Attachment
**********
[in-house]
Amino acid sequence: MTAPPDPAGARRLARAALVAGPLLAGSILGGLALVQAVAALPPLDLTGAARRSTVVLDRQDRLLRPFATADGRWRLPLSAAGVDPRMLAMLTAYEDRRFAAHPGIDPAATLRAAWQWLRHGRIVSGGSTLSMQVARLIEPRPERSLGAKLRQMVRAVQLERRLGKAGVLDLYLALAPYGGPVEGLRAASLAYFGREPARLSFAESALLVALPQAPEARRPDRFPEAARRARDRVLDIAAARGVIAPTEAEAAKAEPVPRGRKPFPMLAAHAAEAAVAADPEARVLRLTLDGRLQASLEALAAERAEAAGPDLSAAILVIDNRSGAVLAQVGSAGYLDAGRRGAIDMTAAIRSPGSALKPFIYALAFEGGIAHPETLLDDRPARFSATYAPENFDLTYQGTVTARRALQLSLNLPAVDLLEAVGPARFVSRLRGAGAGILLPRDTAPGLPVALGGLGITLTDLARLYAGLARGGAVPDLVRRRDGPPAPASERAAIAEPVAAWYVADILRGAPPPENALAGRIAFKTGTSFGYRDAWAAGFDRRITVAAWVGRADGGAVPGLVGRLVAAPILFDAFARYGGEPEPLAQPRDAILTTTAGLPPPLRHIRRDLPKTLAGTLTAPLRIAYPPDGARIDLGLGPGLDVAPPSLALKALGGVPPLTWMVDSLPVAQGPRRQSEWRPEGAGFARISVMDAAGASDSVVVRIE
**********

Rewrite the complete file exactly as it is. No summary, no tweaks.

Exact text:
[in-house]
Amino acid sequence: MTAPPDPAGARRLARAALVAGPLLAGSILGGLALVQAVAALPPLDLTGAARRSTVVLDRQDRLLRPFATADGRWRLPLSAAGVDPRMLAMLTAYEDRRFAAHPGIDPAATLRAAWQWLRHGRIVSGGSTLSMQVARLIEPRPERSLGAKLRQMVRAVQLERRLGKAGVLDLYLALAPYGGPVEGLRAASLAYFGREPARLSFAESALLVALPQAPEARRPDRFPEAARRARDRVLDIAAARGVIAPTEAEAAKAEPVPRGRKPFPMLAAHAAEAAVAADPEARVLRLTLDGRLQASLEALAAERAEAAGPDLSAAILVIDNRSGAVLAQVGSAGYLDAGRRGAIDMTAAIRSPGSALKPFIYALAFEGGIAHPETLLDDRPARFSATYAPENFDLTYQGTVTARRALQLSLNLPAVDLLEAVGPARFVSRLRGAGAGILLPRDTAPGLPVALGGLGITLTDLARLYAGLARGGAVPDLVRRRDGPPAPASERAAIAEPVAAWYVADILRGAPPPENALAGRIAFKTGTSFGYRDAWAAGFDRRITVAAWVGRADGGAVPGLVGRLVAAPILFDAFARYGGEPEPLAQPRDAILTTTAGLPPPLRHIRRDLPKTLAGTLTAPLRIAYPPDGARIDLGLGPGLDVAPPSLALKALGGVPPLTWMVDSLPVAQGPRRQSEWRPEGAGFARISVMDAAGASDSVVVRIE